Labour seized on the trend to spearhead an offensive against the Tories' health service record as it prepared to publish its own strategy for the NHS.
Margaret Beckett, the shadow Secretary of State for Health, highlighted government figures which showed that between 1 January and 31 March, 14,500 patients in England had an operation cancelled at the last minute. The figure is 22 per cent up on the previous quarter, when 11,874 operations were cancelled. The number of patients not re-admitted within one month after having an operation cancelled - one of the pledges set out in the Patients' Charter - was said to have risen by 49 per cent, from 1,343 to 2,005.
A total of 48,163 operations were cancelled on the day of, or the day after, admission to hospital in 1994-95, said Labour.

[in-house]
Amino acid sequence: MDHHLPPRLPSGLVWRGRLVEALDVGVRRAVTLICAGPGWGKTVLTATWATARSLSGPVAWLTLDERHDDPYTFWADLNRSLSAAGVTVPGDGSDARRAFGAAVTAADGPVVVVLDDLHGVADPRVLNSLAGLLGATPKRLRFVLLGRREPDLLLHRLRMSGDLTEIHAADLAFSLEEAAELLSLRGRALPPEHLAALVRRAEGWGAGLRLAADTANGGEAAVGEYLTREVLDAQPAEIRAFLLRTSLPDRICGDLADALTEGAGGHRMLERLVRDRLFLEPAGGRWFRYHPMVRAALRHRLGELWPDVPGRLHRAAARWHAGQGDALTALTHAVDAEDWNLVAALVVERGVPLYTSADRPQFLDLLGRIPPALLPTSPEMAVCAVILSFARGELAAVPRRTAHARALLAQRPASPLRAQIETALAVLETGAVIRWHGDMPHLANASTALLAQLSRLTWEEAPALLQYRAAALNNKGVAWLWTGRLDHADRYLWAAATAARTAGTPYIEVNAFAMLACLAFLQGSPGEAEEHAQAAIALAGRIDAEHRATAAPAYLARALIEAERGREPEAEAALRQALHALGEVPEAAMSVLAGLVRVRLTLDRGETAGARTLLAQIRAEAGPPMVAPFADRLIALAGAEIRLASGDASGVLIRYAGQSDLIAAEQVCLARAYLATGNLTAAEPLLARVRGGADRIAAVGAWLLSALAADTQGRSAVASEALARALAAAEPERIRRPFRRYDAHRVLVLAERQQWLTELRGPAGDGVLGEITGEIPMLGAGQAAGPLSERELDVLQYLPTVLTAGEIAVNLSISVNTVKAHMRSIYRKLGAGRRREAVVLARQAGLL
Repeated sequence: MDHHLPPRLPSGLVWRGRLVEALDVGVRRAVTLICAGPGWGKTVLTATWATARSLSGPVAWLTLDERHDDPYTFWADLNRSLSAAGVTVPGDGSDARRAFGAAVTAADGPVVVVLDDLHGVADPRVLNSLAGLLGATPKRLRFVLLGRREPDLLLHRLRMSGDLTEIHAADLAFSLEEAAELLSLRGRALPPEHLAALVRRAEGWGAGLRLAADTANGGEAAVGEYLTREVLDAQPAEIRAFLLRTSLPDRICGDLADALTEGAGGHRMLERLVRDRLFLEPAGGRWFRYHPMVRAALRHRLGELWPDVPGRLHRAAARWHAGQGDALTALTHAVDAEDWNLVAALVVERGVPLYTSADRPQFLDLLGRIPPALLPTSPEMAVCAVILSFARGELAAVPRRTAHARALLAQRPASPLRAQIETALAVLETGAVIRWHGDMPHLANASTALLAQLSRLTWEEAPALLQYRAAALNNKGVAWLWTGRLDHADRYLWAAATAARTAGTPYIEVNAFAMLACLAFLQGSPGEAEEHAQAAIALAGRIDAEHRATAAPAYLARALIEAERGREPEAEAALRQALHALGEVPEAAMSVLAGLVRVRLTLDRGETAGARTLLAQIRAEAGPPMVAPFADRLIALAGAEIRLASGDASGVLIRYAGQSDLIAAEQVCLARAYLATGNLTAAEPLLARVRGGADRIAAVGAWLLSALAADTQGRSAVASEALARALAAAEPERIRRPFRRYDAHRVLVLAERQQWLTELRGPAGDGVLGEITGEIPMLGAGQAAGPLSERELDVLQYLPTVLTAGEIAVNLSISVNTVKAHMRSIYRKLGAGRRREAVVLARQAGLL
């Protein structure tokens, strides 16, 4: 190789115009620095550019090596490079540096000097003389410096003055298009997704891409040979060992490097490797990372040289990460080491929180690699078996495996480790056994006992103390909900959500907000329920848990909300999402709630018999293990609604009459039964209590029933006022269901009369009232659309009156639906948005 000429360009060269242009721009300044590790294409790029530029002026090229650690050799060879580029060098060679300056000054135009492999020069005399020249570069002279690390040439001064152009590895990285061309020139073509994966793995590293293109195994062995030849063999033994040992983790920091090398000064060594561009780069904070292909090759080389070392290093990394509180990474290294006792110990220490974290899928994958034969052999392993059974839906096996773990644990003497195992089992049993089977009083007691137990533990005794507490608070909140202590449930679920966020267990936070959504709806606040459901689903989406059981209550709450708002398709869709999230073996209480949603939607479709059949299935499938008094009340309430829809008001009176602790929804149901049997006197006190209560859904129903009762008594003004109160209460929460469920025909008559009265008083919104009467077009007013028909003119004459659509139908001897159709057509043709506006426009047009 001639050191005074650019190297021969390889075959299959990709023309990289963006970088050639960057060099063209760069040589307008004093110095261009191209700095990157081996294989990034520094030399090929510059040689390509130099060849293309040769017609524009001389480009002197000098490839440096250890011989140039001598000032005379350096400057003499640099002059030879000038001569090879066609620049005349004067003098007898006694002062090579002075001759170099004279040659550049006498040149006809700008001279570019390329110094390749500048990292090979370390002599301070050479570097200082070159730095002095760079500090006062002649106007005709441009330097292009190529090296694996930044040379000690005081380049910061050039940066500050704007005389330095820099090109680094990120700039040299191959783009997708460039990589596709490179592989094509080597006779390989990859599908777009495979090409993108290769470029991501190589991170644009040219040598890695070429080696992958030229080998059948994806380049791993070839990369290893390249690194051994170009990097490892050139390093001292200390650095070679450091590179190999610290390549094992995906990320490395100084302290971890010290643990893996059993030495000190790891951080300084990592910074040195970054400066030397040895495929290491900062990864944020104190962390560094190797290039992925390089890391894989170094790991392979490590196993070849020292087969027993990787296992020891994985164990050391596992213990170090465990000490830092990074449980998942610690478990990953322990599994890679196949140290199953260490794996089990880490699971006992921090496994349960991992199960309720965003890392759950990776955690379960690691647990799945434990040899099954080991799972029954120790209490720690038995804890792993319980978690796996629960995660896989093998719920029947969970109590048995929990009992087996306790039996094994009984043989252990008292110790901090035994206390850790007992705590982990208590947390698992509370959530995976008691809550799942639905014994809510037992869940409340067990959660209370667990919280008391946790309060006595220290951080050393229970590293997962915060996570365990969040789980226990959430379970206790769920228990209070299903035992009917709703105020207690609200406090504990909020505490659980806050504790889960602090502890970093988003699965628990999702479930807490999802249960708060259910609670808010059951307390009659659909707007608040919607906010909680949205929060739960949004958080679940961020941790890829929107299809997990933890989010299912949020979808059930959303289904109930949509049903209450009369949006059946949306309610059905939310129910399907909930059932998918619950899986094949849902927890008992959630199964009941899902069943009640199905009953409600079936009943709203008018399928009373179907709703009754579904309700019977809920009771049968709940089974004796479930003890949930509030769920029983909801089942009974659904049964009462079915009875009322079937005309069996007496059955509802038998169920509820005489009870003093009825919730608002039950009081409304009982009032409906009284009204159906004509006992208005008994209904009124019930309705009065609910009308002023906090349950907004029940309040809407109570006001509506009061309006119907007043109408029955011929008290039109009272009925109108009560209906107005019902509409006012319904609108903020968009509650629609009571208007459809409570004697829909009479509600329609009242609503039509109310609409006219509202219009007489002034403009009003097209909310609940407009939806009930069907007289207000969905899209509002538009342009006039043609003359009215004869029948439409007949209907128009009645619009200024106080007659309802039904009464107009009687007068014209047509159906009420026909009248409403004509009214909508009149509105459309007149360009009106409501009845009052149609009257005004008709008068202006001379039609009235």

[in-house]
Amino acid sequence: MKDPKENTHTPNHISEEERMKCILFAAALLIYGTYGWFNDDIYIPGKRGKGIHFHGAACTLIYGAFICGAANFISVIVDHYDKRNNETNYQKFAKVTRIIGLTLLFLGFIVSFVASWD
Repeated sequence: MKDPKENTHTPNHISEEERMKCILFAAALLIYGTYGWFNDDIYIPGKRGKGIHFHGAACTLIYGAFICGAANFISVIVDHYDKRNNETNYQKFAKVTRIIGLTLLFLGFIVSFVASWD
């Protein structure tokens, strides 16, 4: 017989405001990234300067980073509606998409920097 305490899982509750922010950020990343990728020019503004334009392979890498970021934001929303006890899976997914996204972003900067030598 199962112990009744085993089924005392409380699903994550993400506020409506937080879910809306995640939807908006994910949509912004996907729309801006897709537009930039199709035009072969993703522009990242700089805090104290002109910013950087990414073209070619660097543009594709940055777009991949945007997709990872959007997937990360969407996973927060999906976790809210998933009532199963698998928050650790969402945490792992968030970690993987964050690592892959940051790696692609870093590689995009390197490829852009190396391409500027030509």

In an attack on Virginia Bottomley, the Secretary of State for Health, Mrs Beckett said the figures were evidence of "failed Conservative health 'reforms". She added: "Every cancelled operation is a personal ordeal of considerable inconvenience - they must be kept to an absolute minimum."
The Department of Health acknowledged there was a problem. A spokeswoman said: "Obviously we are concerned, as the number of cancelled operations does appear to be increasing.
"It is one of the few trends that is going the wrong way and is something we'll be focusing on. The whole point of recording and reporting this information is that it highlights where we need to put more effort in. That is something which didn't happen before the reforms."Reuse content